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"Obviously you have dreams, as far as football goes. One day, everybody has to hang up the cleats. In my mind, it was going to be either after this season or after a career in the NFL. Obviously, it's a little bit shorter," Cooper said.
"I'm glad I am a strong guy and have a good foundation. I have a lot of support from Lake City and the Clemson family. Having all of that and my mom, my family, my dad, just coach [Dabo] Swinney and the guys and the team.
"I think I'll be alright."
Cooper played in 37 games during his Clemson career, including six as a starter. He had 33 tackles in 12 games as a freshman (two of which he started). Cooper had a career high 10 tackles in the Chick-fil-A Bowl game against Auburn that season. He had 28 tackles in 13 games—four as a starter—in 2008. As a junior, he played in 12 of the Tigers' 14 games.
After Tuesday's practice, Cooper said he'd been left speechless when hit with the news that his football career would be cut short.
"It's like anything, when you stop playing something that you love doing. It's kind of different," he said. "It's a little pain."
The pain from the injury was severe, too. If measured on a scale of 1-10, Cooper said it was around a seven or an eight, while he was hitting.
"When I'm pounding on it, it's pretty intense," he said.
Swinney said the news of Cooper's retirement came as a disappointment.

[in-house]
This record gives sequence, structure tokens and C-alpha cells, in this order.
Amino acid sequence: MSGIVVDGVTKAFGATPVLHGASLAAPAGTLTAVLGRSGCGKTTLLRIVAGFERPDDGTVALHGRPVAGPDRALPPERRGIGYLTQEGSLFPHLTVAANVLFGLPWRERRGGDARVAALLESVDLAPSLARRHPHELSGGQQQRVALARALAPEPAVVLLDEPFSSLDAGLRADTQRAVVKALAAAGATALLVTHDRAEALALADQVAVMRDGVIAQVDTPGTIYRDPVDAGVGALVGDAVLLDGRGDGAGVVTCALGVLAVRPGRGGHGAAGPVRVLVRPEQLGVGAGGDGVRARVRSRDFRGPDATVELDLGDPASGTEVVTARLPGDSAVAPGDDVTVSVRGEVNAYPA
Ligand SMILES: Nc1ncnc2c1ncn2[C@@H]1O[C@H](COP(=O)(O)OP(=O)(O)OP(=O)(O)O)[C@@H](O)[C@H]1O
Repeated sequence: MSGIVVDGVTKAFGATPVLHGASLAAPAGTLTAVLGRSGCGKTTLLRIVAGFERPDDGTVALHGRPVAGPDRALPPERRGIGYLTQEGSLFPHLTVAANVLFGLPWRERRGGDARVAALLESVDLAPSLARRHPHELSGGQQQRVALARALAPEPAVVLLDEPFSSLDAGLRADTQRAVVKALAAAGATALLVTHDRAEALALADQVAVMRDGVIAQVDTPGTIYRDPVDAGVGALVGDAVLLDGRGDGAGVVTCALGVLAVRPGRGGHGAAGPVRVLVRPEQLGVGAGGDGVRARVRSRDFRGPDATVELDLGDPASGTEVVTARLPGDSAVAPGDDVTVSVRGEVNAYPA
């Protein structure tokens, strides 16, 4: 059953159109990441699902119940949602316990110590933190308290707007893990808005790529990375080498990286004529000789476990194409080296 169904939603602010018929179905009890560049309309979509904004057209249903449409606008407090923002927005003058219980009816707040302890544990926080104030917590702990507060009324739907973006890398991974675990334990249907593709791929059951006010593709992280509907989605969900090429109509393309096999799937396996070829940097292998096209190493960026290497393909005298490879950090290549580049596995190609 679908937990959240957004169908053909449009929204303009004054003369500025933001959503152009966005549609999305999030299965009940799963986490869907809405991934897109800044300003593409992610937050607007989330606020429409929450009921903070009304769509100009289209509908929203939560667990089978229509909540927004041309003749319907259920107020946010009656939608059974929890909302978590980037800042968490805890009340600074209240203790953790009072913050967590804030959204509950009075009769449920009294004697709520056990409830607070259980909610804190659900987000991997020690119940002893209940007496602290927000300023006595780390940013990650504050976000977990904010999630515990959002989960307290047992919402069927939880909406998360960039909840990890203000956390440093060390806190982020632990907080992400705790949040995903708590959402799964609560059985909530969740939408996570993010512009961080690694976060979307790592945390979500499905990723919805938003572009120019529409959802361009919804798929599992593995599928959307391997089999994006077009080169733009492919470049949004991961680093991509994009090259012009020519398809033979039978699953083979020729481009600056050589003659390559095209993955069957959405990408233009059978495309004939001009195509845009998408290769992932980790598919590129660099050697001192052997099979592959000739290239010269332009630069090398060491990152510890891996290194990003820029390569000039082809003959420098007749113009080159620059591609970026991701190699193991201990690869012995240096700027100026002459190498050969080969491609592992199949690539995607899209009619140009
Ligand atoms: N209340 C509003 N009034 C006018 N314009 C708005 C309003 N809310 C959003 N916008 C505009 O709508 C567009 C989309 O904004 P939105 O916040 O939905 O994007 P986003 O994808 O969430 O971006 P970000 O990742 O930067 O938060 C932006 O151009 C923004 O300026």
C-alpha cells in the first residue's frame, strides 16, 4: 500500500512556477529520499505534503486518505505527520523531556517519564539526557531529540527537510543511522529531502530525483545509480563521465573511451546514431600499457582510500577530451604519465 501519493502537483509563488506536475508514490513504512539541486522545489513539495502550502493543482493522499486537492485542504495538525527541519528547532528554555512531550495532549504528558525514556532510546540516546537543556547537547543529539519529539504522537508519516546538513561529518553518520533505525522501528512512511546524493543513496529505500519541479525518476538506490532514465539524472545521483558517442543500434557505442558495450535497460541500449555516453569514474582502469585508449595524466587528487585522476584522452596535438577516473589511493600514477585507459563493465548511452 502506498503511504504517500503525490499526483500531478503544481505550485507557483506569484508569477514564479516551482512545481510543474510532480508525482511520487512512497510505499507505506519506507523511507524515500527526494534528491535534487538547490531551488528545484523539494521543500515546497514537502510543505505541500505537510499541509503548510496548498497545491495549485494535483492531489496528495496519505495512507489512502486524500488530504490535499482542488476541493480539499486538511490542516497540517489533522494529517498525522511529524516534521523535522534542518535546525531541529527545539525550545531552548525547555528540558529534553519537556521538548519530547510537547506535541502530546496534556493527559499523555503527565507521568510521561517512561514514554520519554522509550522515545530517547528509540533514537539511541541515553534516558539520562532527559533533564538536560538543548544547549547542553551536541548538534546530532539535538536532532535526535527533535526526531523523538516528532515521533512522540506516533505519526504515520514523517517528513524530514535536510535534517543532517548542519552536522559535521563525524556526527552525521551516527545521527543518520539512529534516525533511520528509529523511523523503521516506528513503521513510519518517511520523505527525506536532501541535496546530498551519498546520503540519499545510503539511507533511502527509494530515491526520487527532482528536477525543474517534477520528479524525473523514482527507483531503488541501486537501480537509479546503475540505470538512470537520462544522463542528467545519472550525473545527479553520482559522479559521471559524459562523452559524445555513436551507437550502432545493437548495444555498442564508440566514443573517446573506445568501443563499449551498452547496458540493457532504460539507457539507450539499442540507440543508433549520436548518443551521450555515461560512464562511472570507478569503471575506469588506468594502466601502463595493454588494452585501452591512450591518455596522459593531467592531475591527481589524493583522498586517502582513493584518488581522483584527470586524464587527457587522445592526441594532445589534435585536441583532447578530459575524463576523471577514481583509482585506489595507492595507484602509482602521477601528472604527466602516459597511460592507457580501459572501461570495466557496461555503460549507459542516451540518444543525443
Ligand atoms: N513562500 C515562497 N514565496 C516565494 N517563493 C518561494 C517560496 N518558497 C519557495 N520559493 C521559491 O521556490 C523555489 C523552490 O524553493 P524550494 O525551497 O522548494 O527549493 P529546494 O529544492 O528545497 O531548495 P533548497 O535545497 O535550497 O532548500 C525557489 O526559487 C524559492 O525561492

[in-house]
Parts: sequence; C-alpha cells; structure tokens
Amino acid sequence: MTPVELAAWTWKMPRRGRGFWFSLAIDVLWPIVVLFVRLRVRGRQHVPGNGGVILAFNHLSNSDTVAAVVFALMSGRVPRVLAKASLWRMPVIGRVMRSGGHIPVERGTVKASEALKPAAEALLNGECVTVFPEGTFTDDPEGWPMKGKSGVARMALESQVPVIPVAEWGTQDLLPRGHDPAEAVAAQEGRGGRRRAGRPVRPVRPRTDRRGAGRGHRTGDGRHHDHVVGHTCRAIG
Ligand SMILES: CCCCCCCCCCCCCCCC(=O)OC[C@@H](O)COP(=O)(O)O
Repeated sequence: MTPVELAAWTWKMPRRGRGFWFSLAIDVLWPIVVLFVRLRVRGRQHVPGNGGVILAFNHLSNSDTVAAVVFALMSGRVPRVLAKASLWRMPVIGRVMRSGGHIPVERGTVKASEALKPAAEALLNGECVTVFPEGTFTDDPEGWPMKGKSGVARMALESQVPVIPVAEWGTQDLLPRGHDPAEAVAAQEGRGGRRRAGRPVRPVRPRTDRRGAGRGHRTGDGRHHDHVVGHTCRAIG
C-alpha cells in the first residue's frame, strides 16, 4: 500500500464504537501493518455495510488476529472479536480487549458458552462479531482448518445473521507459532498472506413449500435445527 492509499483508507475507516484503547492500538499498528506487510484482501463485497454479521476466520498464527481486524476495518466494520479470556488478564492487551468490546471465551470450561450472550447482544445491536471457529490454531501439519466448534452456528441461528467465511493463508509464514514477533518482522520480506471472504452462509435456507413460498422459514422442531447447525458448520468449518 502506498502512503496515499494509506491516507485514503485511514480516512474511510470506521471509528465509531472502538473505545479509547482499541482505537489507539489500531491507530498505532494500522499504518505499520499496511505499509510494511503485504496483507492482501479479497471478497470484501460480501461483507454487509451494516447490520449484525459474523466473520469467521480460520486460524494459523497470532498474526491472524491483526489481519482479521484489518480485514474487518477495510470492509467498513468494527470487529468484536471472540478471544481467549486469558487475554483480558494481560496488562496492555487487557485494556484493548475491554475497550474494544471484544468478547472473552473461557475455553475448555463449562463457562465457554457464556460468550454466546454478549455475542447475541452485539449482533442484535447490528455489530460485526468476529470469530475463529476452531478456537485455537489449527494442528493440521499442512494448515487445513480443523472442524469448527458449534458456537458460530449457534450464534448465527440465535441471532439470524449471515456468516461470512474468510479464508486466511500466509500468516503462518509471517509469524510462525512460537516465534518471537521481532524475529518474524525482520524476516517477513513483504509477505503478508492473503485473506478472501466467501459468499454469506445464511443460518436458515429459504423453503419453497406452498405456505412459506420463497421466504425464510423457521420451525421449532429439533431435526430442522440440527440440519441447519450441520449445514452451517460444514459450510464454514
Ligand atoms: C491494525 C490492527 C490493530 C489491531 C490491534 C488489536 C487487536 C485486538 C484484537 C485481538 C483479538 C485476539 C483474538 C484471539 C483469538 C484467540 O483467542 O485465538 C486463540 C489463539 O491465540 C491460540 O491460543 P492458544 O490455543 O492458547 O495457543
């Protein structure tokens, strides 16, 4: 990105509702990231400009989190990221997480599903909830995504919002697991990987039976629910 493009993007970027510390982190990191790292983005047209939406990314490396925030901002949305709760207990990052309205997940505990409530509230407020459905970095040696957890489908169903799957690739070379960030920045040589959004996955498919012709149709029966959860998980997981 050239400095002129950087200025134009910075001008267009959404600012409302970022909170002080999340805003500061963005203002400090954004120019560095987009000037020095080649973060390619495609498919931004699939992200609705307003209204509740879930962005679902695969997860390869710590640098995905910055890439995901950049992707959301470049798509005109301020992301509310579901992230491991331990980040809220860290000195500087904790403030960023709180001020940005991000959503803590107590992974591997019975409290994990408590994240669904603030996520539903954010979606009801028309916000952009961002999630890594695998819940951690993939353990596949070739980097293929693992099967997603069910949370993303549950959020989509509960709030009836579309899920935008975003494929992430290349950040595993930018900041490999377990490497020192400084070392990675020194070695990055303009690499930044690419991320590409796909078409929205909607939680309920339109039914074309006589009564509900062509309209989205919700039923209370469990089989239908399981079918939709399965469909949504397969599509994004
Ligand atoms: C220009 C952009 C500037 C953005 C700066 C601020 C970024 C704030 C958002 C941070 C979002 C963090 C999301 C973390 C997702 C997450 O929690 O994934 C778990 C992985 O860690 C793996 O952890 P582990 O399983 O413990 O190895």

"If you play this game, you either get hurt or you're not good enough—one of the two. That's how it is for all of us. Unfortunately, it ends sooner for some than others," Swinney said. "I don't think there's anybody out there, whenever it ended, they were ready for it to end."
But Cooper isn't totally done with the game. He'll stick around the team to serve as a student-coach, like J.K. Jay, Stanley Hunter and Jamal Medlin have done in the past year.
Cooper plans to attend graduate school next year, where he'll study psychology. His chance to learn the ropes as a coach will continue through his graduate studies.
"Scotty's one of those guys that I think we'll have a lot to offer young people, especially as he matures and continues to see the big picture of life," Swinney said. "Scotty's a guy that will have a lot to give back as he continues to advance his career. I hope he'll take advantage of his opportunity over the next couple of years and continue to grow in that area."
In May, Cooper was one of 18 Clemson students that visited Ghana as part of a campus academic program. That's allowed him to keep a good perspective.
"I'm glad I went to Africa and saw what I was fortunate for," he said. "I can't play football, but I'm still going to a top-notch school, surrounded by top-notch people. I'll still get an education."
Chad Diehl will wear Cooper's No. 44 for this season.